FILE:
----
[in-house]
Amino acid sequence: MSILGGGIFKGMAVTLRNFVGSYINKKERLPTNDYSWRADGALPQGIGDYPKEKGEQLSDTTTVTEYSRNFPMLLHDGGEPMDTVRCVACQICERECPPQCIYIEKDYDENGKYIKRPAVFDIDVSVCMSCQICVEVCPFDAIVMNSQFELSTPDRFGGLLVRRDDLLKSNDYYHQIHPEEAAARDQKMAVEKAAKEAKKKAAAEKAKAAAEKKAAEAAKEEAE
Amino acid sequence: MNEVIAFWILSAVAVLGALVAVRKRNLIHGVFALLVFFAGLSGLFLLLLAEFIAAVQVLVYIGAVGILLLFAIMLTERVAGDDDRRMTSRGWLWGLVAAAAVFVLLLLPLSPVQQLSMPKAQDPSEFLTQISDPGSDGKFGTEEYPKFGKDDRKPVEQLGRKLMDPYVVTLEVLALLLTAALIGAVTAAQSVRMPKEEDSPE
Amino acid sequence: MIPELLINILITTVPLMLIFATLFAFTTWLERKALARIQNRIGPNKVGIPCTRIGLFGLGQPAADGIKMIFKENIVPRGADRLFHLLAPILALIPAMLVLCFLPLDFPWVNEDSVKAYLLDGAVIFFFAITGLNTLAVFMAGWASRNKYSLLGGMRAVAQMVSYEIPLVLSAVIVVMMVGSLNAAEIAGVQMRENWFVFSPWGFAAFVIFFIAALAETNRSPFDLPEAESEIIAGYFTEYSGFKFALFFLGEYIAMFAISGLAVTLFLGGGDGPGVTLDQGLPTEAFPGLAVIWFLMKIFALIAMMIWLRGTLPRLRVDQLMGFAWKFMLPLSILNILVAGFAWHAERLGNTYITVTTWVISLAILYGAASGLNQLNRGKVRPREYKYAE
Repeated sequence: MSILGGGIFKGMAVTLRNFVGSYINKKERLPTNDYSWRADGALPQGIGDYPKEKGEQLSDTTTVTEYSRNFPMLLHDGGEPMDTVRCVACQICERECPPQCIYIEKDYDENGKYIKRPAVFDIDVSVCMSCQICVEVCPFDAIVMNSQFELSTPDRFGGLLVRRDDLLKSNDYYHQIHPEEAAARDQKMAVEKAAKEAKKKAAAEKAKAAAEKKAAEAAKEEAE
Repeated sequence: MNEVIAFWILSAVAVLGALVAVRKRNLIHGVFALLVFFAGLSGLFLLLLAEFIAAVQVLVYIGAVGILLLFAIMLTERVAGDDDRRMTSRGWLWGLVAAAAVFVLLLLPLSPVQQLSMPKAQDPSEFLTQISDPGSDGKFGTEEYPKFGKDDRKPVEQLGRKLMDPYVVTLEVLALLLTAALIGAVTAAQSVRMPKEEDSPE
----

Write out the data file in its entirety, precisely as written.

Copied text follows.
[in-house]
Amino acid sequence: MSILGGGIFKGMAVTLRNFVGSYINKKERLPTNDYSWRADGALPQGIGDYPKEKGEQLSDTTTVTEYSRNFPMLLHDGGEPMDTVRCVACQICERECPPQCIYIEKDYDENGKYIKRPAVFDIDVSVCMSCQICVEVCPFDAIVMNSQFELSTPDRFGGLLVRRDDLLKSNDYYHQIHPEEAAARDQKMAVEKAAKEAKKKAAAEKAKAAAEKKAAEAAKEEAE
Amino acid sequence: MNEVIAFWILSAVAVLGALVAVRKRNLIHGVFALLVFFAGLSGLFLLLLAEFIAAVQVLVYIGAVGILLLFAIMLTERVAGDDDRRMTSRGWLWGLVAAAAVFVLLLLPLSPVQQLSMPKAQDPSEFLTQISDPGSDGKFGTEEYPKFGKDDRKPVEQLGRKLMDPYVVTLEVLALLLTAALIGAVTAAQSVRMPKEEDSPE
Amino acid sequence: MIPELLINILITTVPLMLIFATLFAFTTWLERKALARIQNRIGPNKVGIPCTRIGLFGLGQPAADGIKMIFKENIVPRGADRLFHLLAPILALIPAMLVLCFLPLDFPWVNEDSVKAYLLDGAVIFFFAITGLNTLAVFMAGWASRNKYSLLGGMRAVAQMVSYEIPLVLSAVIVVMMVGSLNAAEIAGVQMRENWFVFSPWGFAAFVIFFIAALAETNRSPFDLPEAESEIIAGYFTEYSGFKFALFFLGEYIAMFAISGLAVTLFLGGGDGPGVTLDQGLPTEAFPGLAVIWFLMKIFALIAMMIWLRGTLPRLRVDQLMGFAWKFMLPLSILNILVAGFAWHAERLGNTYITVTTWVISLAILYGAASGLNQLNRGKVRPREYKYAE
Repeated sequence: MSILGGGIFKGMAVTLRNFVGSYINKKERLPTNDYSWRADGALPQGIGDYPKEKGEQLSDTTTVTEYSRNFPMLLHDGGEPMDTVRCVACQICERECPPQCIYIEKDYDENGKYIKRPAVFDIDVSVCMSCQICVEVCPFDAIVMNSQFELSTPDRFGGLLVRRDDLLKSNDYYHQIHPEEAAARDQKMAVEKAAKEAKKKAAAEKAKAAAEKKAAEAAKEEAE
Repeated sequence: MNEVIAFWILSAVAVLGALVAVRKRNLIHGVFALLVFFAGLSGLFLLLLAEFIAAVQVLVYIGAVGILLLFAIMLTERVAGDDDRRMTSRGWLWGLVAAAAVFVLLLLPLSPVQQLSMPKAQDPSEFLTQISDPGSDGKFGTEEYPKFGKDDRKPVEQLGRKLMDPYVVTLEVLALLLTAALIGAVTAAQSVRMPKEEDSPE